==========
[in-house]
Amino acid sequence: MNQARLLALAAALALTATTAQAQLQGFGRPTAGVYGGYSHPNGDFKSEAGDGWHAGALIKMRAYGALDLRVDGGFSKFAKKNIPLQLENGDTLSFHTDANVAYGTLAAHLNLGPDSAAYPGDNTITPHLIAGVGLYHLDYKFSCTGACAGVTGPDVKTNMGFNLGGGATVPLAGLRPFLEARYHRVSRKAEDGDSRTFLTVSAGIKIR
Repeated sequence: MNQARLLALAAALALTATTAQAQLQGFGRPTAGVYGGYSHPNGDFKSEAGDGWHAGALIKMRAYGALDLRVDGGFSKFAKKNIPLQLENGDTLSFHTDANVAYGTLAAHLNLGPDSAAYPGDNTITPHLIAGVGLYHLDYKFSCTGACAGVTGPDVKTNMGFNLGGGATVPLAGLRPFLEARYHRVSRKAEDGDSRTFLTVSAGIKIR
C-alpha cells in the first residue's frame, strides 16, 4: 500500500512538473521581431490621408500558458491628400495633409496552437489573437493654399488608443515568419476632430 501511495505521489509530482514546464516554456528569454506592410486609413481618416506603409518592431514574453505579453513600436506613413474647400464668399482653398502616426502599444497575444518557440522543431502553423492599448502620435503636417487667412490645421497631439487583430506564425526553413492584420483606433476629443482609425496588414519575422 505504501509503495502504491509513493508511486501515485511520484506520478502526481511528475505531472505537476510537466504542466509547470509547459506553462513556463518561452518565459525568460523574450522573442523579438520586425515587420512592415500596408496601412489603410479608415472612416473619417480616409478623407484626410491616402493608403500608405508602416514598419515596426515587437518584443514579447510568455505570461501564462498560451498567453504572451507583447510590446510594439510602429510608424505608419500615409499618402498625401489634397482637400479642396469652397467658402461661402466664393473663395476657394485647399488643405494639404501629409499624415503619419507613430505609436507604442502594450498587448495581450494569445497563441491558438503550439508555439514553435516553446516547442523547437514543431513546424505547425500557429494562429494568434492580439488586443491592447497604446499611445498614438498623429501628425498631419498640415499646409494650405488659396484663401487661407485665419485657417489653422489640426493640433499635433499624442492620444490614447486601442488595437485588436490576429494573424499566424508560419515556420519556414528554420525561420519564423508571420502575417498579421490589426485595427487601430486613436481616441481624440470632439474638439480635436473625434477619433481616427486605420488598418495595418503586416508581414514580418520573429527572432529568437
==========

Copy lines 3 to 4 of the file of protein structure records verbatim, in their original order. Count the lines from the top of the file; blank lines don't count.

Repeated sequence: MNQARLLALAAALALTATTAQAQLQGFGRPTAGVYGGYSHPNGDFKSEAGDGWHAGALIKMRAYGALDLRVDGGFSKFAKKNIPLQLENGDTLSFHTDANVAYGTLAAHLNLGPDSAAYPGDNTITPHLIAGVGLYHLDYKFSCTGACAGVTGPDVKTNMGFNLGGGATVPLAGLRPFLEARYHRVSRKAEDGDSRTFLTVSAGIKIR
C-alpha cells in the first residue's frame, strides 16, 4: 500500500512538473521581431490621408500558458491628400495633409496552437489573437493654399488608443515568419476632430 501511495505521489509530482514546464516554456528569454506592410486609413481618416506603409518592431514574453505579453513600436506613413474647400464668399482653398502616426502599444497575444518557440522543431502553423492599448502620435503636417487667412490645421497631439487583430506564425526553413492584420483606433476629443482609425496588414519575422 505504501509503495502504491509513493508511486501515485511520484506520478502526481511528475505531472505537476510537466504542466509547470509547459506553462513556463518561452518565459525568460523574450522573442523579438520586425515587420512592415500596408496601412489603410479608415472612416473619417480616409478623407484626410491616402493608403500608405508602416514598419515596426515587437518584443514579447510568455505570461501564462498560451498567453504572451507583447510590446510594439510602429510608424505608419500615409499618402498625401489634397482637400479642396469652397467658402461661402466664393473663395476657394485647399488643405494639404501629409499624415503619419507613430505609436507604442502594450498587448495581450494569445497563441491558438503550439508555439514553435516553446516547442523547437514543431513546424505547425500557429494562429494568434492580439488586443491592447497604446499611445498614438498623429501628425498631419498640415499646409494650405488659396484663401487661407485665419485657417489653422489640426493640433499635433499624442492620444490614447486601442488595437485588436490576429494573424499566424508560419515556420519556414528554420525561420519564423508571420502575417498579421490589426485595427487601430486613436481616441481624440470632439474638439480635436473625434477619433481616427486605420488598418495595418503586416508581414514580418520573429527572432529568437